When carb cycling for weight loss, you should eat low amounts of carbs for two days then follow with a day of high carbs. When the stored carbs in your body are about to be used up, a higher carb intake day can boost your energy levels and make your metabolism faster for greater fat loss.
The two days of lower carb consumption encourages your body to use stored fat for energy. Two days is just long enough to prevent your body from going into a catabolic state where it uses energy from muscle tissue and the protein found in the muscles.
Below is a sample menu of a low carb day which gives your body all the essential nutrients it requires. We have included a high carb day you could use in the section below on carb cycling for muscle building.
A Low Carb Day Meal Plan Example
2 large grilled tomatoes, 2 eggs (poached) and 2 large portobello mushrooms.
Natural yogurt (150 g) with 1 peach and 1 orange.
1 wholemeal pitta bread, spread inside with peanut butter. Add sliced avocado (½ an avocado), cottage cheese, cucumber and tomato slices, and chopped lettuce.
Mixed pumpkin and sunflower seeds, about a handful, and an apple.
Mixed vegetables topped with poached salmon steak. In a wok, place 1 sliced zucchini, 200 g of cherry tomatoes (whole), and a handful of sugar snap peas. Top with a salmon steak and some fresh coriander before covering the vegetables with water. Bring to the boil before reducing to a simmer, cover, and allow the fish and vegetables to steam through.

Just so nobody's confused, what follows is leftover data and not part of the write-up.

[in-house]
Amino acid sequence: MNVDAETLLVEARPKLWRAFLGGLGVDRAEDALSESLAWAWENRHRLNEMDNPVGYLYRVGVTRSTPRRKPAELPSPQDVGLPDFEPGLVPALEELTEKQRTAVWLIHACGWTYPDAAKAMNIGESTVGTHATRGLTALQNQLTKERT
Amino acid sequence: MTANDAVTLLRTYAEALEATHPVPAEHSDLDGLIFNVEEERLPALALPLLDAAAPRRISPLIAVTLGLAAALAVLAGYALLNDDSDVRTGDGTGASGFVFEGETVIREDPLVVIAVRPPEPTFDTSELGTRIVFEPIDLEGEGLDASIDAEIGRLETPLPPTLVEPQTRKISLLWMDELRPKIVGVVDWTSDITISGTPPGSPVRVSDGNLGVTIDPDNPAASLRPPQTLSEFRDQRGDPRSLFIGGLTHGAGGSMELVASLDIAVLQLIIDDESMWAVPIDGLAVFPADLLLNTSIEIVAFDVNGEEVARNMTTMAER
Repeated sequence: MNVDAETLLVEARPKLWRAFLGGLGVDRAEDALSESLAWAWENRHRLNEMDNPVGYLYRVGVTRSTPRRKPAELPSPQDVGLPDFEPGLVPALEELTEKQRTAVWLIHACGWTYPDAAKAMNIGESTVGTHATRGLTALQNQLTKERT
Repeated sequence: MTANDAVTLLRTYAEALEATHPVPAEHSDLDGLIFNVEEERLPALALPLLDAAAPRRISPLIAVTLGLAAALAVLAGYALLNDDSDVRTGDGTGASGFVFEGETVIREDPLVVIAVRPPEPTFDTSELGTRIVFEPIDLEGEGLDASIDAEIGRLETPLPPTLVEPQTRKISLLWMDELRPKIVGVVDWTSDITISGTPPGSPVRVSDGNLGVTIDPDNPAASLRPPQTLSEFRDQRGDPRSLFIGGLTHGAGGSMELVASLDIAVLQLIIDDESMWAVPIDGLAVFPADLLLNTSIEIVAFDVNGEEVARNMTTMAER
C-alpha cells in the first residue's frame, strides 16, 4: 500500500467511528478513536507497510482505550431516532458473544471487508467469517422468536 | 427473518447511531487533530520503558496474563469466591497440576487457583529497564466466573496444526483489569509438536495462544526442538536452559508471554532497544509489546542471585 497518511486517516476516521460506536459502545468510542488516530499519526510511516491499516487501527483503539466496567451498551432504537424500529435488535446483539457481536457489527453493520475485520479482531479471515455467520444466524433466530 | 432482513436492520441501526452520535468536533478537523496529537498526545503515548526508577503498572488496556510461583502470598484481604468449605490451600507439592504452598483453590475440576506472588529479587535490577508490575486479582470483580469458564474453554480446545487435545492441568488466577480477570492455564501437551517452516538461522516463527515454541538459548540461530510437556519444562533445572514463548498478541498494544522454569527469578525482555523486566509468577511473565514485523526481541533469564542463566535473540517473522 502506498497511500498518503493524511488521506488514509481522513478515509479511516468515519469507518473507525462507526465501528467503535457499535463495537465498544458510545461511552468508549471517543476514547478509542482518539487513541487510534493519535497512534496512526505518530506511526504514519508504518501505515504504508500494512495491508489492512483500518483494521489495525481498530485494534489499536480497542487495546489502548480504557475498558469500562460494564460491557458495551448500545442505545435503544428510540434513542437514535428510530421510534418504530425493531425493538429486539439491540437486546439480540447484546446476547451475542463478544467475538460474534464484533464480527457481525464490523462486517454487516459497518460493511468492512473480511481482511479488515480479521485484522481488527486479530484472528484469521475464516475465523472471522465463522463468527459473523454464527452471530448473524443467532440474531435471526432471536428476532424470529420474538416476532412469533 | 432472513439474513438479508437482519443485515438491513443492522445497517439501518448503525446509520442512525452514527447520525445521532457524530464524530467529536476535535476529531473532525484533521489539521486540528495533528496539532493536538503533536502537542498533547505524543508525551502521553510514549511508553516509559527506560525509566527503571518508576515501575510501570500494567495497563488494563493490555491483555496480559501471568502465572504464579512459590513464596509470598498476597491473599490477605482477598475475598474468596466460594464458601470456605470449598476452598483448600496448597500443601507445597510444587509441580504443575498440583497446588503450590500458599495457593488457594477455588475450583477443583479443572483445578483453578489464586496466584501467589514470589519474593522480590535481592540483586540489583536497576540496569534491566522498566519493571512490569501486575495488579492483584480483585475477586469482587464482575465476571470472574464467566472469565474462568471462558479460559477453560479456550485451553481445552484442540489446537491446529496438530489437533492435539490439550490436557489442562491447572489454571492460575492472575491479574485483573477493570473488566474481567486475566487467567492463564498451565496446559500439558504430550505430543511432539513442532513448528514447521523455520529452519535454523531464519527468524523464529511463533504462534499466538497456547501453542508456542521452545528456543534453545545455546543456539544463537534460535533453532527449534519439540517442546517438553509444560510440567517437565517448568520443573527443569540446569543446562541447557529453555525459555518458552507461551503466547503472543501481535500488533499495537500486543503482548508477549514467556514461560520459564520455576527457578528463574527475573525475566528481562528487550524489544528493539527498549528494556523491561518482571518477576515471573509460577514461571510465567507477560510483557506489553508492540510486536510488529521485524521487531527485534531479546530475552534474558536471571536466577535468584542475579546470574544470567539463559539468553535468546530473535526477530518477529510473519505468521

Remember you still have to track your calories and macros when following a carb cycling plan if you want the best results. You should aim for a 25 percent deficit on the low carb days of your total daily energy expenditure and a 10 percent deficit on high carb days.
Carb Cycling for Building Muscle
If you want to build muscle while carb cycling or even maintain your current physique, you need to make a few changes to the way you eat and your macros and calories. Unlike the carb cycling for weight loss, you should employ a 4:3 ratio of higher carb days to low carb days.